Former Doctor Who showrunner Russell T Davies is to receive Edinburgh Television Festival’s 2017 Outstanding Achievement Award.
The writer and producer will receive the prize from from television producer and founder of Red Production Company Nicola Shindler, the executive who oversaw one of his first major TV hits, Channel 4 drama Queer as Folk. Last year’s winner was Happy Valley and To Walk Invisible writer Sally Wainwright.
The presentation on Friday 25th August 2017 follows a panel talk in which Davies will discuss creating some of the UK’s best television dramas, from shows like Bob & Rose – starring Alan Davies as a gay man who has an affair with his female best friend – to The Second Coming which starred Christopher Eccleston as the son of God.
Following his work on Doctor Who and spin-offs Torchwood and The Sarah Jane Adventures, more recently Davies created Cucumber, Banana, Tofu for Channel 4, three interconnected drama series which earned Davies the BAFTA for Best Drama Writer.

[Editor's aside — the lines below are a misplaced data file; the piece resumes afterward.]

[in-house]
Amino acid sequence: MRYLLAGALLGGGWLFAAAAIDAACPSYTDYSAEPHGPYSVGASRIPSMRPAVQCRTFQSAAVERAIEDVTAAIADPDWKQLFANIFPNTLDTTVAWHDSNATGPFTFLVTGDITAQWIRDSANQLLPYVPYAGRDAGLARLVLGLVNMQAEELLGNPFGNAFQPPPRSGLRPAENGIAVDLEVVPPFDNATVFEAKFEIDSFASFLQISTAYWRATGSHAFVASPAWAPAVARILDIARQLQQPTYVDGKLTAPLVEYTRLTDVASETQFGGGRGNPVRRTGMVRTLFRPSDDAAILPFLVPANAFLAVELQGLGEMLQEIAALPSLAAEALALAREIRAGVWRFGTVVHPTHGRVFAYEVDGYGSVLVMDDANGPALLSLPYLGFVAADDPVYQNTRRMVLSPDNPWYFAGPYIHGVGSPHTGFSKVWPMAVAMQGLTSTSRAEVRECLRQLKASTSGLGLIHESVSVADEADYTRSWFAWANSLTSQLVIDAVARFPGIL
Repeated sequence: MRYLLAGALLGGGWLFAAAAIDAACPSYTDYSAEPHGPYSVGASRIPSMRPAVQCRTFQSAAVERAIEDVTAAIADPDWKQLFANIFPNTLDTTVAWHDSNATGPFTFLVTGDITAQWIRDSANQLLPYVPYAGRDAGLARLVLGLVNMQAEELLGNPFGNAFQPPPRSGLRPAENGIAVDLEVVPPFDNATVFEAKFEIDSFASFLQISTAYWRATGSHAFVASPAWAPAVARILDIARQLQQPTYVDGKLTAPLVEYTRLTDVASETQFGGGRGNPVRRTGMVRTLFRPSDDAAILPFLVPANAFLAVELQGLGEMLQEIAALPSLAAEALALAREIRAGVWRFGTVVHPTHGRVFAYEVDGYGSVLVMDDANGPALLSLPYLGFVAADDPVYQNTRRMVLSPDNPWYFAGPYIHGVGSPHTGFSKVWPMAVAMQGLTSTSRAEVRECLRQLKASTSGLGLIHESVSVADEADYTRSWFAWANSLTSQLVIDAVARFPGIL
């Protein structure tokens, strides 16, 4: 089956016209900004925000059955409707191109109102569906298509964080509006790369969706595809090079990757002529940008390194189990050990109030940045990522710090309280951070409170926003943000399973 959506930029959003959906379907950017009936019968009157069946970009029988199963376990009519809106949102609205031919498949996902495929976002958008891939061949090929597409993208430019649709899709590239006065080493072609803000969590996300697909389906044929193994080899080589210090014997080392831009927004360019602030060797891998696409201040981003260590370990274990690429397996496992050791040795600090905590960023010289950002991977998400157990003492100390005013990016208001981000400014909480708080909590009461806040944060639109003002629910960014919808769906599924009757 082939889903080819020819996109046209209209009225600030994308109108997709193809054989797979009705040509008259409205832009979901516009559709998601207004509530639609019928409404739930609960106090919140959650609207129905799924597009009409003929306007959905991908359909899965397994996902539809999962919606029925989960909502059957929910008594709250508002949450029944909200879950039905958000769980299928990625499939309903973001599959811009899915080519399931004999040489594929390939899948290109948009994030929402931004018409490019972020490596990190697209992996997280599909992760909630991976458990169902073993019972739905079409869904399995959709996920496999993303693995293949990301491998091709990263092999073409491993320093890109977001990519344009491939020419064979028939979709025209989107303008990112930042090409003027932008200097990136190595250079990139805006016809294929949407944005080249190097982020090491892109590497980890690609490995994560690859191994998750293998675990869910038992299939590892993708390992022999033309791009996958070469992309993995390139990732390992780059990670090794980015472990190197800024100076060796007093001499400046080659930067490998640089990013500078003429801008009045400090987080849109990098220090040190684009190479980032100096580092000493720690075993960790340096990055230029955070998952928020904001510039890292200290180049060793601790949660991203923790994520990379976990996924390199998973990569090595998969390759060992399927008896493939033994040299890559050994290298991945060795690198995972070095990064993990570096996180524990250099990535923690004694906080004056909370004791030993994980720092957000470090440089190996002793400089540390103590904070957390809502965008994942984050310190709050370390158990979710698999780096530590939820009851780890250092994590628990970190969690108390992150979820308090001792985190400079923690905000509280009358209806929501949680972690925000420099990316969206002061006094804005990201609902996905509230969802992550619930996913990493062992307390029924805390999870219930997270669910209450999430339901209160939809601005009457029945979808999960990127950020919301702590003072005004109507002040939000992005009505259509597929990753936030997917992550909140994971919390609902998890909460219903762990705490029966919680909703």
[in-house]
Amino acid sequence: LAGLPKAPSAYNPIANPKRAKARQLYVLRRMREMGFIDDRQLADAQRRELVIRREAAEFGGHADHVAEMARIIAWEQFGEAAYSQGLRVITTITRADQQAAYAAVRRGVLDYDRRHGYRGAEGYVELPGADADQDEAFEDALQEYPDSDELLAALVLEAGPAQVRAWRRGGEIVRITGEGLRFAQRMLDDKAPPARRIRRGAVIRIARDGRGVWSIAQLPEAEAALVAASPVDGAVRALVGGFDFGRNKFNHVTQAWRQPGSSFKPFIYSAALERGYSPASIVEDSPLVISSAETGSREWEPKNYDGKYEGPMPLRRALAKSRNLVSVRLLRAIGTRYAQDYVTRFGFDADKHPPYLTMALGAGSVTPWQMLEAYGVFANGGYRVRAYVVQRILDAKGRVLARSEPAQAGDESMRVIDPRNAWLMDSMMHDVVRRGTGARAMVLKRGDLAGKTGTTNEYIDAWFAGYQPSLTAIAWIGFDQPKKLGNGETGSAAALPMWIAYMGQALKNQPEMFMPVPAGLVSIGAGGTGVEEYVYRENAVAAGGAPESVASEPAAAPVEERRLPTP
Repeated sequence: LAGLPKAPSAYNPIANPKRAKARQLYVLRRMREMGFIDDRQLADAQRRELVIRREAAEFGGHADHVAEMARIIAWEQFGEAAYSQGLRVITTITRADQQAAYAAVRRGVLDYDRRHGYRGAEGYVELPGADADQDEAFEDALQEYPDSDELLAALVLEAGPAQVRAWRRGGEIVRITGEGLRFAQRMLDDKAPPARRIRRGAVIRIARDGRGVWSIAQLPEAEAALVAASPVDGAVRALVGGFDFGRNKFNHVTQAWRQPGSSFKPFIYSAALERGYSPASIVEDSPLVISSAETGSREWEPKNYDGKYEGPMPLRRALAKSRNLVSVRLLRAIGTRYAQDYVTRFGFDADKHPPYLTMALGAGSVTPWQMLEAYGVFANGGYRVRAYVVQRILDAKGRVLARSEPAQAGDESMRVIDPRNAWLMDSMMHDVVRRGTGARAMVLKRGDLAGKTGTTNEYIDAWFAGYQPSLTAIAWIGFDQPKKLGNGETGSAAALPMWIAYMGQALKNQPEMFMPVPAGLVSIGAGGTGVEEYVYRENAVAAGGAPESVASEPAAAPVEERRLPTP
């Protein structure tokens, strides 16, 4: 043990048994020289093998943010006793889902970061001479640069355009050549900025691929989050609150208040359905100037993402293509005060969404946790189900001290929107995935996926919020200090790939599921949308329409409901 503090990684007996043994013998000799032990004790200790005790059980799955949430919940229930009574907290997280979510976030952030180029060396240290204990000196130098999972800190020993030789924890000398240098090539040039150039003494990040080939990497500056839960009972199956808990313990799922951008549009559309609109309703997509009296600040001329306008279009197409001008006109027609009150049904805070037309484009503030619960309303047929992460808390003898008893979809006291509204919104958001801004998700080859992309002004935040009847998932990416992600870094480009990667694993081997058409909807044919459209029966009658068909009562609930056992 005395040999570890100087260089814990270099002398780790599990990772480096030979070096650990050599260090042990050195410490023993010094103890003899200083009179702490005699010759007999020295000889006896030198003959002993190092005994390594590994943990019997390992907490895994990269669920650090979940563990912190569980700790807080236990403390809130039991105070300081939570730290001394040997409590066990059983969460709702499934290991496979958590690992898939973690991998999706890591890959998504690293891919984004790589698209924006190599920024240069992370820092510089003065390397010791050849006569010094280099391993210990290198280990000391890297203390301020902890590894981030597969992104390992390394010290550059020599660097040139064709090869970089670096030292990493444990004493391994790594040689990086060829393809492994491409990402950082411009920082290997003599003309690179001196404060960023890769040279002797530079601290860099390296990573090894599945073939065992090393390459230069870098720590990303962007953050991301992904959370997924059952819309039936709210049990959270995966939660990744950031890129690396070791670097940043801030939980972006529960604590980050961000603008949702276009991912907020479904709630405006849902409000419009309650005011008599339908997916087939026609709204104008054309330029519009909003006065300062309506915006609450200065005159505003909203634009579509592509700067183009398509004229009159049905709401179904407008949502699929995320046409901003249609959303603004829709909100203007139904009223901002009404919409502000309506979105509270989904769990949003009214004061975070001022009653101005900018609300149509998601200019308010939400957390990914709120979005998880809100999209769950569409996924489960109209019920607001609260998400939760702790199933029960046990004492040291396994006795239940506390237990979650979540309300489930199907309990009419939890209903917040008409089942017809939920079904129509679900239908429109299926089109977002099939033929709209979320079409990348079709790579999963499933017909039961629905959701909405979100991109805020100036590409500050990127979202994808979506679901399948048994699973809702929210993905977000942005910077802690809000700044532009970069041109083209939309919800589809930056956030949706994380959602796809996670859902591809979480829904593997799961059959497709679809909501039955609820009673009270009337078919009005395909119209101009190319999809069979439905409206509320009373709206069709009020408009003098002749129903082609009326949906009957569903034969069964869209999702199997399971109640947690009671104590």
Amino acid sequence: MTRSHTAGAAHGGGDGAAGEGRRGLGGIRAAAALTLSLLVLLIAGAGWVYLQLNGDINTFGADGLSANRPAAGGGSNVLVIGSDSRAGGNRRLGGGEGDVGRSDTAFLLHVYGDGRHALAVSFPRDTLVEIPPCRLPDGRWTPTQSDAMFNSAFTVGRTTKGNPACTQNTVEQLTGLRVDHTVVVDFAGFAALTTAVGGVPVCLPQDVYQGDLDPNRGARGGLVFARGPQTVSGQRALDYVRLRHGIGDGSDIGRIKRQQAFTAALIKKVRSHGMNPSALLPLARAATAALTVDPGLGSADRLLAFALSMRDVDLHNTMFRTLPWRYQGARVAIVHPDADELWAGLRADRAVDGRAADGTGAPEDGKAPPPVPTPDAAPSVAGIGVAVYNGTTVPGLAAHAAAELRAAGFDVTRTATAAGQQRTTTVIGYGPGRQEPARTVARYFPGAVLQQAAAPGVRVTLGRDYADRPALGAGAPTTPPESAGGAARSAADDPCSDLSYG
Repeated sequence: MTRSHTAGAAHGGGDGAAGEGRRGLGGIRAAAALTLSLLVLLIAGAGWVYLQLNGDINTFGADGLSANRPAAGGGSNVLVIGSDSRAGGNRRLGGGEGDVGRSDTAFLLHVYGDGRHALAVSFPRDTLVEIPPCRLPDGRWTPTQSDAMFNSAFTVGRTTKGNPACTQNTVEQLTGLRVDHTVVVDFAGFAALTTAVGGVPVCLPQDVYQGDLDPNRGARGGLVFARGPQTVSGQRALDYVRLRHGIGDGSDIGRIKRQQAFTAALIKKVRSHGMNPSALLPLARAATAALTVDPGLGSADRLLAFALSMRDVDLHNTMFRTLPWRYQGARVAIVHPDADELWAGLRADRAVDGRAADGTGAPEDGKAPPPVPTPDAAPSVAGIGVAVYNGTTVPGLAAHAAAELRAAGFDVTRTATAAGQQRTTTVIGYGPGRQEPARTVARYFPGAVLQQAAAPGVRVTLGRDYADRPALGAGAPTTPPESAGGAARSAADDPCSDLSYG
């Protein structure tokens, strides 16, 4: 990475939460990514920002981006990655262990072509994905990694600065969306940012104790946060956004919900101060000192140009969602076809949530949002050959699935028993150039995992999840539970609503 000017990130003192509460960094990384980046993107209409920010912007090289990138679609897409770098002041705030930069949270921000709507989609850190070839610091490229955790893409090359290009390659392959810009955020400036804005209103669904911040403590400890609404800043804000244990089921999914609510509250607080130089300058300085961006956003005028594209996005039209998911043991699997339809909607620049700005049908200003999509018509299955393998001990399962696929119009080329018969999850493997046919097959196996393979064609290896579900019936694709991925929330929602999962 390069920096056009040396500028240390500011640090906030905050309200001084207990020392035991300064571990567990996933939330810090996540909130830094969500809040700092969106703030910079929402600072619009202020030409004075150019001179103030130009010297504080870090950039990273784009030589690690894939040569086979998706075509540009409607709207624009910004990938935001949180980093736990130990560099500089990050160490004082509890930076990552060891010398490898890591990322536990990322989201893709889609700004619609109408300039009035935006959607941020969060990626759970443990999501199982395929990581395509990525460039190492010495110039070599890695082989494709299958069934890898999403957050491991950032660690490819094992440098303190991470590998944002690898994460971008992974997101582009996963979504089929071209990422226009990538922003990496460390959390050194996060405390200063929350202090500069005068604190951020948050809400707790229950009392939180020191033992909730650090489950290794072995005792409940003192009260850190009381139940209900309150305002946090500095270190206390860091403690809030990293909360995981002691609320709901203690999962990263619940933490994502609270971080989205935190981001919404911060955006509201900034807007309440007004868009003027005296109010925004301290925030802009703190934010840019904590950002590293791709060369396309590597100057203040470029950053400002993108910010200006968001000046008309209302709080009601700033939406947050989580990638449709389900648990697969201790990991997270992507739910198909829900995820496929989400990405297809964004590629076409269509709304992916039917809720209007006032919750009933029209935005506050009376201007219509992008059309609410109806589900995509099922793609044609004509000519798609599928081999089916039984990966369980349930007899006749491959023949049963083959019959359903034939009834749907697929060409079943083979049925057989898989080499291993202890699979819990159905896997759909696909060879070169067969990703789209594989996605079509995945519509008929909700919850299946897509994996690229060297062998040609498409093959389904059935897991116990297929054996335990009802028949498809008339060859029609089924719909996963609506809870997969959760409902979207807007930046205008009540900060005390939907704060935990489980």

Diederick Santer, the Edinburgh TV Festival’s Advisory Chair said: “I am delighted that Russell is returning to the TV Festival to receive our Outstanding Achievement Award. He’s the man behind some of the nation’s favourite dramas, and his career continues to be incredibly successful and remarkably varied. I am very excited to hear what will no doubt be an insightful and funny look back over 30 years of great work.
“And with his long-term collaborator Nicola Shindler of Red asking the questions, we can be sure there’ll be no holds barred.”
The Davies session is one of a number that is being made available to the public. Tickets are available here.
Ben has worked as a professional journalist specialising in TV and the arts for nearly twenty years. After a two year stint on local newspapers in the mid 1990s, he spent more than 5 years as the broadcast reporter at the Stage newspaper. Following that he enjoyed staff reporting positions at the Sunday Mirror and the Sunday Times breaking stories and writing features before settling as a full time freelance writing for an array of newspapers and magazines - but mainly for the Guardian, Evening Standard, Broadcast, Independent and the New Statesman where he wrote a column.